The settings for our unusual meetings were never familiar but always comfortable. At six, we played tag on a grassy hill, the sun warm on our backs. At eight, we walked through a cool forest, turning over rocks in search of creepy crawlies.

“What do you think this place is?” he’d asked me as we sat on the damp ground, leaning back against a rough stump. “Is it real?”

I shrugged. “I don’t know. It feels real while we’re here . . . at least to me.” I reached out and picked a pink flower from a cluster growing near my feet. I rolled the stem in my fingers, brushing the blossom against my lips.

He scratched his cheek, leaving a smudge of dirt behind. “Yeah. To me, too. But in the morning, I’m not so sure.”

I nodded, still gazing at the flower.

“Okay, let’s try again,” he said, turning to face me with his legs crossed, leaning his elbows on his knees. “What’s your name?”

I looked at him intently, concentrating fiercely. “Alanna. Alanna Thomas. My friends call me Lannie. I live with my mom and dad, Bob and Anne Thomas, in Vinter’s Corner.”

“Alanna Thomas . . . Bob and Anne . . . Vinter’s Corner,” he repeated, his brow creased in concentration as he struggled to sear the words into his memory.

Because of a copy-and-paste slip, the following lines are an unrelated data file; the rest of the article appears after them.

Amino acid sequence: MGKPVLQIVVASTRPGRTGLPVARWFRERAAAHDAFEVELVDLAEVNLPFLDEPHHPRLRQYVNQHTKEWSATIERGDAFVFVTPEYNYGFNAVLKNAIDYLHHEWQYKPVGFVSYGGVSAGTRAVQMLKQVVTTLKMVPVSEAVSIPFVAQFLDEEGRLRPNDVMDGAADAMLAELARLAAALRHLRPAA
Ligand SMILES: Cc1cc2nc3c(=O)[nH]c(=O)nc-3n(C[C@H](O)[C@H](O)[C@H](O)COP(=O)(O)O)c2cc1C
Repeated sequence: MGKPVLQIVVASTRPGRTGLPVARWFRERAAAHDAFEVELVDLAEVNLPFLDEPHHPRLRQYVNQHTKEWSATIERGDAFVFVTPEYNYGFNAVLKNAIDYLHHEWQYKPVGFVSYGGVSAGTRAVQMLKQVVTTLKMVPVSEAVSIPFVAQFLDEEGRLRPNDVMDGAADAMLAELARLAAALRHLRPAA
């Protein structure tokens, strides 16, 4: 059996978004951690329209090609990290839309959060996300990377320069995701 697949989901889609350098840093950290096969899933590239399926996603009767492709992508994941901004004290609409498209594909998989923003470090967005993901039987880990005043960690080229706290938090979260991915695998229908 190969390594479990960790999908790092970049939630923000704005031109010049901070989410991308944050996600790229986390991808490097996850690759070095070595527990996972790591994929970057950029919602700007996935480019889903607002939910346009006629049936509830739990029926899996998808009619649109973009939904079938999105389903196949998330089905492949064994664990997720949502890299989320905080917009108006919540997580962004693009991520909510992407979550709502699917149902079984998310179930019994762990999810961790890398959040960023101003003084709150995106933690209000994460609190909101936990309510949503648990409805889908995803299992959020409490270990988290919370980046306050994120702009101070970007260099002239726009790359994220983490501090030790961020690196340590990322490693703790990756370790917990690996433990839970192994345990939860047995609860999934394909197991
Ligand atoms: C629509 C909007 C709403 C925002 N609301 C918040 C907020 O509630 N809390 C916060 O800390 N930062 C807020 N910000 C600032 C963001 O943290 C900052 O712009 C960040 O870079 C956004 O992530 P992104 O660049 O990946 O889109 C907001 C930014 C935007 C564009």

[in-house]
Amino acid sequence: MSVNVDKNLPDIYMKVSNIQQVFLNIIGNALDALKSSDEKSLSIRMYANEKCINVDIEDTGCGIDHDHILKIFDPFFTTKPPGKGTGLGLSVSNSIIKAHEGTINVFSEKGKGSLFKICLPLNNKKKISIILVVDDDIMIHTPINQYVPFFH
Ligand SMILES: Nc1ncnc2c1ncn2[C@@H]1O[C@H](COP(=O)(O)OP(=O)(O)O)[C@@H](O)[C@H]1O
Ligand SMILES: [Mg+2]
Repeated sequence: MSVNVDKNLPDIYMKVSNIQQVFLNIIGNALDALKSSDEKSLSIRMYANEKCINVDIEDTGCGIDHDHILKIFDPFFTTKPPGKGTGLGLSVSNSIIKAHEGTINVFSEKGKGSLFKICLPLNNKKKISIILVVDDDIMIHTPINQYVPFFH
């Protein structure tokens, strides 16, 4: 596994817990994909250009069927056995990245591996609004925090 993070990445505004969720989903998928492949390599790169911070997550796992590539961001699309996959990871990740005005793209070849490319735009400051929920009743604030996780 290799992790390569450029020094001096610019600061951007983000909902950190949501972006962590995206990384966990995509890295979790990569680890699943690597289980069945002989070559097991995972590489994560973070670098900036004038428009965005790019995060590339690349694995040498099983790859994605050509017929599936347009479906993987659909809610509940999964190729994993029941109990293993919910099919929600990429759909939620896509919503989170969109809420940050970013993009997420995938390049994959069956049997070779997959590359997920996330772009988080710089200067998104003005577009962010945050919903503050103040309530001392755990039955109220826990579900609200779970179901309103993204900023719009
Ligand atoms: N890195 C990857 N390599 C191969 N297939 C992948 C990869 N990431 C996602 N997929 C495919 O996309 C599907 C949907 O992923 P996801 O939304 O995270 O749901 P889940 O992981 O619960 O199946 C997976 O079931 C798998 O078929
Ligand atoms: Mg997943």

We’d tried it many times before. We could talk about almost anything . . . our families, school, our friends. But with the morning and our inevitable waking, our vivid conversations would become dazed and unclear. Eventually, like most dreams, our experiences together drifted into the realm of déjà vu and words on the tip of your tongue. When we were together, it would all come rushing back in sparkling colors and rich scents and intense flavors. It was real.

When we were together . . . it was real.

But the other 364 days of the year—365 on leap years—Aiden was a flash of memory. A mysterious figure just around the next corner. A quirk of a smile. A pair of cobalt eyes that burned at me behind the lids of my own but were unrecognizable. Even his name evaded my thoughts just a few moments after I awoke . . . melting away as consciousness finally claimed me. I eventually took to keeping a notebook by my bed and tried, in those first muddled minutes, to write down what I could remember from my dreams. My scribbled ramblings made little sense, but I treasured them anyway.

No matter how hard we tried, there was no way for us to find each other in the waking world—nothing that could prove it was all really happening.

“You try,” I demanded, brushing crazy red curls away from my eyes. “Where do you live?”

His eyes narrowed as he willed me to remember. “Chicago . . . it’s in Illinois.”

I rolled my eyes. “I know where Chicago is, Aiden.”

He shrugged and stood up, brushing off his jeans. “I don’t know why we even bother. It never works.”

A loud screech drew our attention upward to the patches of blue peeking through the trees.

“Here he comes,” Aiden murmured. “I guess it’s time.”

A pure white hawk flew down through the treetops, his wings spread wide. He arced gracefully to the right before coming to rest on a low branch above our heads. His head tilted, and he blinked at us with jet black eyes.